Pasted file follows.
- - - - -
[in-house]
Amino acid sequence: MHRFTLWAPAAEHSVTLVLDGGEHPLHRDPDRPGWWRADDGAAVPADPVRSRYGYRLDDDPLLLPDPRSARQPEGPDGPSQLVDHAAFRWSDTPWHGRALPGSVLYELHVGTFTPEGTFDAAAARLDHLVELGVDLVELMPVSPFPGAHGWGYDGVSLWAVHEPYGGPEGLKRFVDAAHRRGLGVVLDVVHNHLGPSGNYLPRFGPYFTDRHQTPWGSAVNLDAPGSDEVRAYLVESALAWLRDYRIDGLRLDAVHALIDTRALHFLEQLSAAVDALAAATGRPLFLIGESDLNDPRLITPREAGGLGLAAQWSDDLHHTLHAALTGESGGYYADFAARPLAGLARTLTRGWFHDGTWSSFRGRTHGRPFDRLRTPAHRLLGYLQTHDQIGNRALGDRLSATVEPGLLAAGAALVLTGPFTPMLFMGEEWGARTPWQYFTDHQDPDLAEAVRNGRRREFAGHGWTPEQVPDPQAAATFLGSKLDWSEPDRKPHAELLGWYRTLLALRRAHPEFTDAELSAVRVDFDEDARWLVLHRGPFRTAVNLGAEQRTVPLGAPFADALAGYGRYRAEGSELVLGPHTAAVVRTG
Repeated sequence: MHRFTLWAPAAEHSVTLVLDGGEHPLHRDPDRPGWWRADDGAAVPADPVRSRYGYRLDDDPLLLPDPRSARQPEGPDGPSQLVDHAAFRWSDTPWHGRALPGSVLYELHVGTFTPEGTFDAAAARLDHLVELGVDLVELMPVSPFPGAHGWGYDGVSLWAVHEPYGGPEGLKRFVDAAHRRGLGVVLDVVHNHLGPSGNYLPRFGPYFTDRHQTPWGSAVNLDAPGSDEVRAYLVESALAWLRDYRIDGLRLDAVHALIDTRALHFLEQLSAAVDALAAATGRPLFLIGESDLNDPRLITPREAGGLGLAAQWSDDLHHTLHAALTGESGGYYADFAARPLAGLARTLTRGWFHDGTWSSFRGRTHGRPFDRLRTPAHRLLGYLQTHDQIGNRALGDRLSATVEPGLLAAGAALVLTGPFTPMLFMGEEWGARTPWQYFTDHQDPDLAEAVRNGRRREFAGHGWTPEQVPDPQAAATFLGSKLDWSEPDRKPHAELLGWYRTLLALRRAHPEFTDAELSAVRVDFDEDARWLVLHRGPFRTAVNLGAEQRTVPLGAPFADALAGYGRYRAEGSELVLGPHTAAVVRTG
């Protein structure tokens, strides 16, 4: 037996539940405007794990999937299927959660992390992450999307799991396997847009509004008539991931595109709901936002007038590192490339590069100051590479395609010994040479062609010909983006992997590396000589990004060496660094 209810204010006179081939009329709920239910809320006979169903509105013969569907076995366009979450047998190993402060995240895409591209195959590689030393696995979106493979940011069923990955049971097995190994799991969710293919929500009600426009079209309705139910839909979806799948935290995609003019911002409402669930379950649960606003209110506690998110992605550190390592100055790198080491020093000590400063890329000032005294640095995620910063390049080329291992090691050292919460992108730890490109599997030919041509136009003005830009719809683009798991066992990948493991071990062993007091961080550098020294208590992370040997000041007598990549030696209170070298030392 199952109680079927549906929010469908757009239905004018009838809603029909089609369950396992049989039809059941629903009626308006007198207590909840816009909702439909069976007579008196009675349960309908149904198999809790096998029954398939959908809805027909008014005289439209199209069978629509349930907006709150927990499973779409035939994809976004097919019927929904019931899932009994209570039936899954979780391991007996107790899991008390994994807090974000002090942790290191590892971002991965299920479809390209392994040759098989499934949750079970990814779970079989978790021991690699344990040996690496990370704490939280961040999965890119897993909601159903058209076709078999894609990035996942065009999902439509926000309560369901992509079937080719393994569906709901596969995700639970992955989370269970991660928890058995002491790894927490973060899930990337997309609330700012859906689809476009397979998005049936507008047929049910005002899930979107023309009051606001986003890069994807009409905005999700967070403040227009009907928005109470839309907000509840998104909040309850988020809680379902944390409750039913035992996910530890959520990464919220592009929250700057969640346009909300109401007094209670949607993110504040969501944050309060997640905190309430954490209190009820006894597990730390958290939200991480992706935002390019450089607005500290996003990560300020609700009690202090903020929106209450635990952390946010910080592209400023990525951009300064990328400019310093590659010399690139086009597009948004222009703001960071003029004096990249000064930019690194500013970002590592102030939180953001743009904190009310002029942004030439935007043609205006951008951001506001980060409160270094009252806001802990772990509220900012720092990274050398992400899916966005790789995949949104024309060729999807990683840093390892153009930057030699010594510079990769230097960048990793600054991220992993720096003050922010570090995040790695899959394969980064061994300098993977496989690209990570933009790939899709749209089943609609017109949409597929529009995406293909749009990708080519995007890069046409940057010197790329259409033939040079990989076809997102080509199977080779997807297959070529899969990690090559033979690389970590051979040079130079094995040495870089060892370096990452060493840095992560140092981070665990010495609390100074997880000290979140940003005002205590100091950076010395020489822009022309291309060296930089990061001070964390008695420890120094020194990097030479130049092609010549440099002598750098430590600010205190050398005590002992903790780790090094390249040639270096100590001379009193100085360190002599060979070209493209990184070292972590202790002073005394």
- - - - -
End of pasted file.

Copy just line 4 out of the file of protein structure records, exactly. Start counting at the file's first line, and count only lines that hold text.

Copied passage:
């Protein structure tokens, strides 16, 4: 037996539940405007794990999937299927959660992390992450999307799991396997847009509004008539991931595109709901936002007038590192490339590069100051590479395609010994040479062609010909983006992997590396000589990004060496660094 209810204010006179081939009329709920239910809320006979169903509105013969569907076995366009979450047998190993402060995240895409591209195959590689030393696995979106493979940011069923990955049971097995190994799991969710293919929500009600426009079209309705139910839909979806799948935290995609003019911002409402669930379950649960606003209110506690998110992605550190390592100055790198080491020093000590400063890329000032005294640095995620910063390049080329291992090691050292919460992108730890490109599997030919041509136009003005830009719809683009798991066992990948493991071990062993007091961080550098020294208590992370040997000041007598990549030696209170070298030392 199952109680079927549906929010469908757009239905004018009838809603029909089609369950396992049989039809059941629903009626308006007198207590909840816009909702439909069976007579008196009675349960309908149904198999809790096998029954398939959908809805027909008014005289439209199209069978629509349930907006709150927990499973779409035939994809976004097919019927929904019931899932009994209570039936899954979780391991007996107790899991008390994994807090974000002090942790290191590892971002991965299920479809390209392994040759098989499934949750079970990814779970079989978790021991690699344990040996690496990370704490939280961040999965890119897993909601159903058209076709078999894609990035996942065009999902439509926000309560369901992509079937080719393994569906709901596969995700639970992955989370269970991660928890058995002491790894927490973060899930990337997309609330700012859906689809476009397979998005049936507008047929049910005002899930979107023309009051606001986003890069994807009409905005999700967070403040227009009907928005109470839309907000509840998104909040309850988020809680379902944390409750039913035992996910530890959520990464919220592009929250700057969640346009909300109401007094209670949607993110504040969501944050309060997640905190309430954490209190009820006894597990730390958290939200991480992706935002390019450089607005500290996003990560300020609700009690202090903020929106209450635990952390946010910080592209400023990525951009300064990328400019310093590659010399690139086009597009948004222009703001960071003029004096990249000064930019690194500013970002590592102030939180953001743009904190009310002029942004030439935007043609205006951008951001506001980060409160270094009252806001802990772990509220900012720092990274050398992400899916966005790789995949949104024309060729999807990683840093390892153009930057030699010594510079990769230097960048990793600054991220992993720096003050922010570090995040790695899959394969980064061994300098993977496989690209990570933009790939899709749209089943609609017109949409597929529009995406293909749009990708080519995007890069046409940057010197790329259409033939040079990989076809997102080509199977080779997807297959070529899969990690090559033979690389970590051979040079130079094995040495870089060892370096990452060493840095992560140092981070665990010495609390100074997880000290979140940003005002205590100091950076010395020489822009022309291309060296930089990061001070964390008695420890120094020194990097030479130049092609010549440099002598750098430590600010205190050398005590002992903790780790090094390249040639270096100590001379009193100085360190002599060979070209493209990184070292972590202790002073005394």